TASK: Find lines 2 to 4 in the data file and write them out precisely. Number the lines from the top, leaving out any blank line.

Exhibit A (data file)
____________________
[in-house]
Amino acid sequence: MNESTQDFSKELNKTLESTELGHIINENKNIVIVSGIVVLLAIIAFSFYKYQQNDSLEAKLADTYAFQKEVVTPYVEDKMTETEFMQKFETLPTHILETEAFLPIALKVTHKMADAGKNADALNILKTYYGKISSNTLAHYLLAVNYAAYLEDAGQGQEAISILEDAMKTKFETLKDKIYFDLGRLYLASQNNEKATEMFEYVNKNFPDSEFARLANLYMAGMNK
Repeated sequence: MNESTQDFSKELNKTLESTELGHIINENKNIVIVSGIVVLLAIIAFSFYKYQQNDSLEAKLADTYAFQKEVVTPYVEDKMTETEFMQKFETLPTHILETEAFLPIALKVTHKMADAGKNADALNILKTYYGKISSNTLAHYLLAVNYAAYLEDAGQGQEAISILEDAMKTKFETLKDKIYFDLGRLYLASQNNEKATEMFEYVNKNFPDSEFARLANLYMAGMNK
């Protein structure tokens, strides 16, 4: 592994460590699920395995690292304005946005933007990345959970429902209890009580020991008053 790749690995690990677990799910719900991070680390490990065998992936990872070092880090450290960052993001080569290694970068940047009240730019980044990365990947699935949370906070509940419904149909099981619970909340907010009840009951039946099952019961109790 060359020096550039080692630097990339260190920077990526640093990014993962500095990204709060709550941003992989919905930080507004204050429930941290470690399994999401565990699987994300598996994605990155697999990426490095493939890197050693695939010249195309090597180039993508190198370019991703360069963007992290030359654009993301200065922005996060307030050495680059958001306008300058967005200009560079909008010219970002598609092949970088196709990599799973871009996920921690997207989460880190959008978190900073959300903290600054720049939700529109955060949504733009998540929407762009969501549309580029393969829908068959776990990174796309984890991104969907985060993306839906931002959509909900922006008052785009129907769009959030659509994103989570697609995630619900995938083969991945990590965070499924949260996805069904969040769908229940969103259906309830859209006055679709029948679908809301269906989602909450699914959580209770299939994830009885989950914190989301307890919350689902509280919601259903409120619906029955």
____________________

Amino acid sequence: MNESTQDFSKELNKTLESTELGHIINENKNIVIVSGIVVLLAIIAFSFYKYQQNDSLEAKLADTYAFQKEVVTPYVEDKMTETEFMQKFETLPTHILETEAFLPIALKVTHKMADAGKNADALNILKTYYGKISSNTLAHYLLAVNYAAYLEDAGQGQEAISILEDAMKTKFETLKDKIYFDLGRLYLASQNNEKATEMFEYVNKNFPDSEFARLANLYMAGMNK
Repeated sequence: MNESTQDFSKELNKTLESTELGHIINENKNIVIVSGIVVLLAIIAFSFYKYQQNDSLEAKLADTYAFQKEVVTPYVEDKMTETEFMQKFETLPTHILETEAFLPIALKVTHKMADAGKNADALNILKTYYGKISSNTLAHYLLAVNYAAYLEDAGQGQEAISILEDAMKTKFETLKDKIYFDLGRLYLASQNNEKATEMFEYVNKNFPDSEFARLANLYMAGMNK
């Protein structure tokens, strides 16, 4: 592994460590699920395995690292304005946005933007990345959970429902209890009580020991008053 790749690995690990677990799910719900991070680390490990065998992936990872070092880090450290960052993001080569290694970068940047009240730019980044990365990947699935949370906070509940419904149909099981619970909340907010009840009951039946099952019961109790 060359020096550039080692630097990339260190920077990526640093990014993962500095990204709060709550941003992989919905930080507004204050429930941290470690399994999401565990699987994300598996994605990155697999990426490095493939890197050693695939010249195309090597180039993508190198370019991703360069963007992290030359654009993301200065922005996060307030050495680059958001306008300058967005200009560079909008010219970002598609092949970088196709990599799973871009996920921690997207989460880190959008978190900073959300903290600054720049939700529109955060949504733009998540929407762009969501549309580029393969829908068959776990990174796309984890991104969907985060993306839906931002959509909900922006008052785009129907769009959030659509994103989570697609995630619900995938083969991945990590965070499924949260996805069904969040769908229940969103259906309830859209006055679709029948679908809301269906989602909450699914959580209770299939994830009885989950914190989301307890919350689902509280919601259903409120619906029955």